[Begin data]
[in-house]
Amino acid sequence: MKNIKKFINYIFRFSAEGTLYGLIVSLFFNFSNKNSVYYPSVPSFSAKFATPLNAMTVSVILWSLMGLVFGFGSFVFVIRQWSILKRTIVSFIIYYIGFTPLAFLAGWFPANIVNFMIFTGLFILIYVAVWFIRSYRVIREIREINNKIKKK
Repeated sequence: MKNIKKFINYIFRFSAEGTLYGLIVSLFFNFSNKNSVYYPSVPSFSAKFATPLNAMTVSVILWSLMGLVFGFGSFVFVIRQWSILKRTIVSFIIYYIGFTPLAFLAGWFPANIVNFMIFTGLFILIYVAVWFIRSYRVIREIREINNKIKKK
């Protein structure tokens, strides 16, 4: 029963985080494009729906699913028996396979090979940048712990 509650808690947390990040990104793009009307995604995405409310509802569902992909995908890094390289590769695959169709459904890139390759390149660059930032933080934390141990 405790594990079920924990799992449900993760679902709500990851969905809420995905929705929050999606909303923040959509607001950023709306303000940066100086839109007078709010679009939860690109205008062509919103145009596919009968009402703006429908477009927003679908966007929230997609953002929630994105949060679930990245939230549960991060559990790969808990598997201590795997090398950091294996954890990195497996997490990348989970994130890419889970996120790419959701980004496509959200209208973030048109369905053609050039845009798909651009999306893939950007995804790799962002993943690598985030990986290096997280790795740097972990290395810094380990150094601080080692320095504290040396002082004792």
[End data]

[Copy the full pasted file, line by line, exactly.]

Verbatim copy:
[in-house]
Amino acid sequence: MKNIKKFINYIFRFSAEGTLYGLIVSLFFNFSNKNSVYYPSVPSFSAKFATPLNAMTVSVILWSLMGLVFGFGSFVFVIRQWSILKRTIVSFIIYYIGFTPLAFLAGWFPANIVNFMIFTGLFILIYVAVWFIRSYRVIREIREINNKIKKK
Repeated sequence: MKNIKKFINYIFRFSAEGTLYGLIVSLFFNFSNKNSVYYPSVPSFSAKFATPLNAMTVSVILWSLMGLVFGFGSFVFVIRQWSILKRTIVSFIIYYIGFTPLAFLAGWFPANIVNFMIFTGLFILIYVAVWFIRSYRVIREIREINNKIKKK
């Protein structure tokens, strides 16, 4: 029963985080494009729906699913028996396979090979940048712990 509650808690947390990040990104793009009307995604995405409310509802569902992909995908890094390289590769695959169709459904890139390759390149660059930032933080934390141990 405790594990079920924990799992449900993760679902709500990851969905809420995905929705929050999606909303923040959509607001950023709306303000940066100086839109007078709010679009939860690109205008062509919103145009596919009968009402703006429908477009927003679908966007929230997609953002929630994105949060679930990245939230549960991060559990790969808990598997201590795997090398950091294996954890990195497996997490990348989970994130890419889970996120790419959701980004496509959200209208973030048109369905053609050039845009798909651009999306893939950007995804790799962002993943690598985030990986290096997280790795740097972990290395810094380990150094601080080692320095504290040396002082004792």